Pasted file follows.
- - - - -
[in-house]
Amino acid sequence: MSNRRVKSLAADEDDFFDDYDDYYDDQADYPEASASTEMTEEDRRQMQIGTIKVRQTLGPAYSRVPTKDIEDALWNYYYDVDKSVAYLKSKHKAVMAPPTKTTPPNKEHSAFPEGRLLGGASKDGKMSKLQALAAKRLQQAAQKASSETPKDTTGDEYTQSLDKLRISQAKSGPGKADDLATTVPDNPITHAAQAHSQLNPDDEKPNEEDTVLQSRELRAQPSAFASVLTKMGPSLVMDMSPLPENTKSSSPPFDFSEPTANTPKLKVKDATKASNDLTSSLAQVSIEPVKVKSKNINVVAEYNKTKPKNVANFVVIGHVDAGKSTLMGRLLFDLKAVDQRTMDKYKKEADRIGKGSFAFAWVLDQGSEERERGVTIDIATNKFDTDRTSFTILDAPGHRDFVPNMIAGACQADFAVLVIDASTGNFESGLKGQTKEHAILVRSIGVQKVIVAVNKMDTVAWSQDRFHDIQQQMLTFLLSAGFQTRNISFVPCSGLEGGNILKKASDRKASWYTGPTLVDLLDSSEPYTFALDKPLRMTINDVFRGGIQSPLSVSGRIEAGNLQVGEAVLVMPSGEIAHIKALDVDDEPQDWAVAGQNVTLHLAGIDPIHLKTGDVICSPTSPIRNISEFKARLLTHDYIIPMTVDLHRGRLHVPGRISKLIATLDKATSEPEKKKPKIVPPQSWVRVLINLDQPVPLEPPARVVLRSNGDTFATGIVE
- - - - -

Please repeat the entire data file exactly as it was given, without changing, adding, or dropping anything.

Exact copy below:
[in-house]
Amino acid sequence: MSNRRVKSLAADEDDFFDDYDDYYDDQADYPEASASTEMTEEDRRQMQIGTIKVRQTLGPAYSRVPTKDIEDALWNYYYDVDKSVAYLKSKHKAVMAPPTKTTPPNKEHSAFPEGRLLGGASKDGKMSKLQALAAKRLQQAAQKASSETPKDTTGDEYTQSLDKLRISQAKSGPGKADDLATTVPDNPITHAAQAHSQLNPDDEKPNEEDTVLQSRELRAQPSAFASVLTKMGPSLVMDMSPLPENTKSSSPPFDFSEPTANTPKLKVKDATKASNDLTSSLAQVSIEPVKVKSKNINVVAEYNKTKPKNVANFVVIGHVDAGKSTLMGRLLFDLKAVDQRTMDKYKKEADRIGKGSFAFAWVLDQGSEERERGVTIDIATNKFDTDRTSFTILDAPGHRDFVPNMIAGACQADFAVLVIDASTGNFESGLKGQTKEHAILVRSIGVQKVIVAVNKMDTVAWSQDRFHDIQQQMLTFLLSAGFQTRNISFVPCSGLEGGNILKKASDRKASWYTGPTLVDLLDSSEPYTFALDKPLRMTINDVFRGGIQSPLSVSGRIEAGNLQVGEAVLVMPSGEIAHIKALDVDDEPQDWAVAGQNVTLHLAGIDPIHLKTGDVICSPTSPIRNISEFKARLLTHDYIIPMTVDLHRGRLHVPGRISKLIATLDKATSEPEKKKPKIVPPQSWVRVLINLDQPVPLEPPARVVLRSNGDTFATGIVE